Intersectionality refers to how factors such as race, class, ethnicity, and gender come together to create identity and impact individuals' experiences.
Race and ethnicity make up part of an individual's identity. But race and ethnicity are only part of what makes a person who he or she is. Other factors, including class, gender, and age, are intertwined with race and ethnicity. These intertwined factors create overlapping systems of discrimination and disadvantage that affect individuals' experiences. American social theorist Kimberlé Crenshaw (b. 1959) proposed the term intersectionality, a framework for examining how factors of social stratification, such as gender, age, race, class, and sexual orientation, are not separate, but are intertwined. The effects of these multiple, overlapping social forces cannot be fully understood independently but must be understood in combination. Intersectional research was developed to overcome inadequacies of independent studies of racism, sexism, and classism.
American sociologist Patricia Hill Collins (b. 1948) proposed the idea of the matrix of domination as a framework to understand intersecting forces of discrimination and oppression. A matrix is the environment in which something originates or develops. The term matrix of domination describes the social environment in which multiple sources of oppression—based on factors such as race, ethnicity, class, sex, and gender—intersect to affect individuals' lives. An individual may have privilege based on one category but face oppression because of others. For example, the discrimination felt by someone who is black, male, and middle class is different from that of someone who is black, female, and poor. The matrix of domination provides a framework to analyze how each category interacts with others to shape an individual's experience.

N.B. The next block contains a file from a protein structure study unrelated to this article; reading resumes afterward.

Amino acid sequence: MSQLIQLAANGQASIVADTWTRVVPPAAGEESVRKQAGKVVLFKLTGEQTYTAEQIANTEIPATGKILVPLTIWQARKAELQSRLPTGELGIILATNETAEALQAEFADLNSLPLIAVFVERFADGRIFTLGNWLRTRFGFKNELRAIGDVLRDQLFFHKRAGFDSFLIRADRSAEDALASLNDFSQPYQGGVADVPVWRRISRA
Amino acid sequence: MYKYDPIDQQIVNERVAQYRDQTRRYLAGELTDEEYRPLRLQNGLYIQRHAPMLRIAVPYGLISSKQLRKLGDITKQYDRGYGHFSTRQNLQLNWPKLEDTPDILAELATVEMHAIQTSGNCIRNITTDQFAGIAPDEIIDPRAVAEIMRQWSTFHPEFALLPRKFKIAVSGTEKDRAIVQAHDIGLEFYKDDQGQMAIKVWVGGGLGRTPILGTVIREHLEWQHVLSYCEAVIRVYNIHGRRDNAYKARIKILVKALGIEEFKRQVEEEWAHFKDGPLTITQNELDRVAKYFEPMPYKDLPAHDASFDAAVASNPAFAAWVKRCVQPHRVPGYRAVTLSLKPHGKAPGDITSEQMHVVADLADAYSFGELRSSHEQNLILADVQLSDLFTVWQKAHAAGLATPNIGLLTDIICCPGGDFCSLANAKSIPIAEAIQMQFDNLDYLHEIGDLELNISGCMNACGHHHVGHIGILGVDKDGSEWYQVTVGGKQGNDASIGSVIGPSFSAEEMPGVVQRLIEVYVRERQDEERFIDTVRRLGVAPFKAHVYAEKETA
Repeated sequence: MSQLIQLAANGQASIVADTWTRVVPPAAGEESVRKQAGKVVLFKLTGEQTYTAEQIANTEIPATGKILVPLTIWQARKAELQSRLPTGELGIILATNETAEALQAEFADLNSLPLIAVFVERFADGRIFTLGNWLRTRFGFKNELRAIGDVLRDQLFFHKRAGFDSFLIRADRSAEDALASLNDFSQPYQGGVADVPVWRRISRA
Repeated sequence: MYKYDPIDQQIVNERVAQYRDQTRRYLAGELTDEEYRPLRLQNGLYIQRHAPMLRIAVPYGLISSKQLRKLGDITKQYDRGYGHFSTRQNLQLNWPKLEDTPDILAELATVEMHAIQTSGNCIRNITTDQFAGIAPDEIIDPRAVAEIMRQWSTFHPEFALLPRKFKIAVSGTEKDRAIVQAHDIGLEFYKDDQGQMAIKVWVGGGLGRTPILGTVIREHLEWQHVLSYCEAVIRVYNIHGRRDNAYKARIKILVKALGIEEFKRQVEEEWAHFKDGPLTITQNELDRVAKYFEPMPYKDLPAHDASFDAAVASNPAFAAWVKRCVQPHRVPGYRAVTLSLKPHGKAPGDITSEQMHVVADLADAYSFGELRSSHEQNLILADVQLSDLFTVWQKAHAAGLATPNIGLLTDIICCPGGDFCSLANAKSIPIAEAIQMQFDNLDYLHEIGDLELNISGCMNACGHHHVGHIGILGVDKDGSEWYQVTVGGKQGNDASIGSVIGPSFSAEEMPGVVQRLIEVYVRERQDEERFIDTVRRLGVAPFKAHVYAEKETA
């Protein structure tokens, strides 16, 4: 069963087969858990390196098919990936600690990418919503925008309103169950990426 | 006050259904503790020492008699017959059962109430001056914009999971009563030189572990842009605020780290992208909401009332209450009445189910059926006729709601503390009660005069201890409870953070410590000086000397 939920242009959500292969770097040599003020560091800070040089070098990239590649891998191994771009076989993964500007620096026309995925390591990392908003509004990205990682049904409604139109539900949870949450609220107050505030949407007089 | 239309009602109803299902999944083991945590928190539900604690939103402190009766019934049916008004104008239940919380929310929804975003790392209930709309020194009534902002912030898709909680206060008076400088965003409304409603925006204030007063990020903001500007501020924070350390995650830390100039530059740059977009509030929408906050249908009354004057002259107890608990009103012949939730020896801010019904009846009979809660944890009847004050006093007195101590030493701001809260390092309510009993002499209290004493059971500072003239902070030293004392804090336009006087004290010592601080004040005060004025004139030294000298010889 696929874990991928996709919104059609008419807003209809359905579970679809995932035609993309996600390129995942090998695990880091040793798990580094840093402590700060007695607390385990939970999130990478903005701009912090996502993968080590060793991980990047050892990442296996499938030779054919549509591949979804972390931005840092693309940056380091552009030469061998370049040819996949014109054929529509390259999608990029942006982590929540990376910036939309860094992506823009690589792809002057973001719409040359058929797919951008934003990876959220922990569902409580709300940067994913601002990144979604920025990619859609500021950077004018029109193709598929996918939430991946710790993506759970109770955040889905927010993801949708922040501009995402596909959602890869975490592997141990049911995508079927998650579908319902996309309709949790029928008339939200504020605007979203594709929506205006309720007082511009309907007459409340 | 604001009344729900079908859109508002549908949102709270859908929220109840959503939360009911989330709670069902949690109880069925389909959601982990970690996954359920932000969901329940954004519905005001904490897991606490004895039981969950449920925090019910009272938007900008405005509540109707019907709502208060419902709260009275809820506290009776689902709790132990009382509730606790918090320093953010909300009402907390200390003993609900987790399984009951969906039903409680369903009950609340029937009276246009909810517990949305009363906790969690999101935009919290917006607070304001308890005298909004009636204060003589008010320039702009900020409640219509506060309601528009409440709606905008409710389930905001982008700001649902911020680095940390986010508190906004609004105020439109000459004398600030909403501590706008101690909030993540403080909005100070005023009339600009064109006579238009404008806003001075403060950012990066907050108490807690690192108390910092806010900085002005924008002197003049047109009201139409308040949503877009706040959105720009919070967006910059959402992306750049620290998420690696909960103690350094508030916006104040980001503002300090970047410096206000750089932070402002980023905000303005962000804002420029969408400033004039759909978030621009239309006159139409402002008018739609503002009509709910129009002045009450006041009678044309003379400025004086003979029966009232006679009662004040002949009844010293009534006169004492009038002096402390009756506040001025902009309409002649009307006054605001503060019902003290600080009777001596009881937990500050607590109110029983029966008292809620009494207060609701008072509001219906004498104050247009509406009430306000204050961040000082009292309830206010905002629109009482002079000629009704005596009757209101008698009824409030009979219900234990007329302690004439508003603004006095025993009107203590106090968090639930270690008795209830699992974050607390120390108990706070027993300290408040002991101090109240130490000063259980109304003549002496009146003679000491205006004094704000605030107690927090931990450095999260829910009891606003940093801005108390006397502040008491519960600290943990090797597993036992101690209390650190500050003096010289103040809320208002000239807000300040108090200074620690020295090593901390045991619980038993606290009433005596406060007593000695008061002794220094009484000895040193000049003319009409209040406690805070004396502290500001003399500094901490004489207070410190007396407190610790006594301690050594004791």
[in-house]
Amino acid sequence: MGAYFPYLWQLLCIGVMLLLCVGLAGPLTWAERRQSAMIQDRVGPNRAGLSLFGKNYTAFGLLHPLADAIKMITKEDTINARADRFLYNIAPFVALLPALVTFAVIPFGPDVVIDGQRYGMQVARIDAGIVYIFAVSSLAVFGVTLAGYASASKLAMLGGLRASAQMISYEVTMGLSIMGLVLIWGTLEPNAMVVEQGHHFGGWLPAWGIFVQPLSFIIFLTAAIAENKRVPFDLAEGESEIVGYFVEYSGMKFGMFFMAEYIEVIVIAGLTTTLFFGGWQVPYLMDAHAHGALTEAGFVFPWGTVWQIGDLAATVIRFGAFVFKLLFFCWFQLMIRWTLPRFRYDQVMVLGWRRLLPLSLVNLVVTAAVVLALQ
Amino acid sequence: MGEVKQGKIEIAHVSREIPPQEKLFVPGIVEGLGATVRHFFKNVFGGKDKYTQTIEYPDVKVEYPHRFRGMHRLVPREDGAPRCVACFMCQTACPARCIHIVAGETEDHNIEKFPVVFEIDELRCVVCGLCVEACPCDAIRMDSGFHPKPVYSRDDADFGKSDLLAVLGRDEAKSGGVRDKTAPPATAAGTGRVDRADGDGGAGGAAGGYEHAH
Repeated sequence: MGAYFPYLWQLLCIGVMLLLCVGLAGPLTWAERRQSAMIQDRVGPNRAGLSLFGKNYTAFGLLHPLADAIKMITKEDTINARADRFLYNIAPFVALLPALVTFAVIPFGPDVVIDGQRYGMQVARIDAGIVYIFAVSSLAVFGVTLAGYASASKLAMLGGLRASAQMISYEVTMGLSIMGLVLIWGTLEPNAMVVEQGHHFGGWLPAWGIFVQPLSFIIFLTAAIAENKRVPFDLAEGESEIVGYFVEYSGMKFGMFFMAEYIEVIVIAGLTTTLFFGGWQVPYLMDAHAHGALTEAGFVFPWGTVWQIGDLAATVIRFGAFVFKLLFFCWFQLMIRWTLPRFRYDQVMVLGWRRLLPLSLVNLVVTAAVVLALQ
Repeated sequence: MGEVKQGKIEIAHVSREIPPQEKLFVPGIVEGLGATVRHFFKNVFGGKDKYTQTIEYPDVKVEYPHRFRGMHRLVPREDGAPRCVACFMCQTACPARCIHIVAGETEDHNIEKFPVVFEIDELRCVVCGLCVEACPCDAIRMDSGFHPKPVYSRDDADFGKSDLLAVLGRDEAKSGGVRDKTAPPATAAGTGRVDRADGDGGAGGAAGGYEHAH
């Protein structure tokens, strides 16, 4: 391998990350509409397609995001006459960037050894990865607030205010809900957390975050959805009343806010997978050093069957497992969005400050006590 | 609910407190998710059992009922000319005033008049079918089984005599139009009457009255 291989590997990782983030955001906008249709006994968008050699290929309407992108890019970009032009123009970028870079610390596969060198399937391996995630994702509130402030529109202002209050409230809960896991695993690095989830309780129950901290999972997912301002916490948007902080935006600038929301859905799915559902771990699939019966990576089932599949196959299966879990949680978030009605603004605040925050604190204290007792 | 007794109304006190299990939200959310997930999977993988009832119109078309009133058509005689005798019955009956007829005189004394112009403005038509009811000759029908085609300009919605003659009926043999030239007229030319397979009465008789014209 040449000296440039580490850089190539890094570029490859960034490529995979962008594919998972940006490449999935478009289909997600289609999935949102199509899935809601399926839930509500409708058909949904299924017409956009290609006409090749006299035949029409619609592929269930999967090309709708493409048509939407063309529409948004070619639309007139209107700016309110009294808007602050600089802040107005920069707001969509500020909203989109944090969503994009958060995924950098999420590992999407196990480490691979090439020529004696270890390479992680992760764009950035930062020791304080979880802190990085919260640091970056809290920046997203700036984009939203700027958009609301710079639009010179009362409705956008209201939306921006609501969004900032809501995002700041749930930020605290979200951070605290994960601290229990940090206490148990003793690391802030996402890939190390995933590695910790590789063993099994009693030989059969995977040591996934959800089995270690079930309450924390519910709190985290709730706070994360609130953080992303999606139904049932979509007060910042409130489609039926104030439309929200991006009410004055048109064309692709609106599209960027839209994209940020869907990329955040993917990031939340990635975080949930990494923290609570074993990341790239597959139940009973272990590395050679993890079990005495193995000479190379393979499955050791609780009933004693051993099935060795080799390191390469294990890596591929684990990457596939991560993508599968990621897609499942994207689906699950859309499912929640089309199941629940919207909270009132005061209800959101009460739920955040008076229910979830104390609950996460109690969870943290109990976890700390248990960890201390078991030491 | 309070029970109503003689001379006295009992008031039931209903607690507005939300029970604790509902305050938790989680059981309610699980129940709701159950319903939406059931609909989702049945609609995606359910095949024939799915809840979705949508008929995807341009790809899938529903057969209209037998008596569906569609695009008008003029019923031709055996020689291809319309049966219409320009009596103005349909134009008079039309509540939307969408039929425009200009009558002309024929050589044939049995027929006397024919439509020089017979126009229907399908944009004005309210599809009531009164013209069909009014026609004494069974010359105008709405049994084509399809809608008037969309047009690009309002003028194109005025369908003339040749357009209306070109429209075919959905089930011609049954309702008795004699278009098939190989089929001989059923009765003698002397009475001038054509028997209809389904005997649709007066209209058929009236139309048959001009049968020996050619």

Intersectionality can be clearly seen in the intersection of gender and race. Women often face sexism and gender discrimination. But women of color do not experience that discrimination the same way white women do. For women of color, gender discrimination is compounded by racism and ethnic discrimination. If a woman is poor, another layer of prejudice is added.
An example of this is how women's incomes are impacted by multiple social forces. In general, women earn less than men. Historically, women had less access to high-paying jobs. Over time, women gained greater access to the workforce. However, when white women began to make inroads into more lucrative professions, the jobs open to women of color were still predominantly low-paying. In the past few decades, more women of color have entered higher-paying professions, but their wages are less than those of their white counterparts. Women of color thus face a double discrimination based on gender and race. In order to address this issue, the ways that gender and race intersect to impact women of color must first be acknowledged.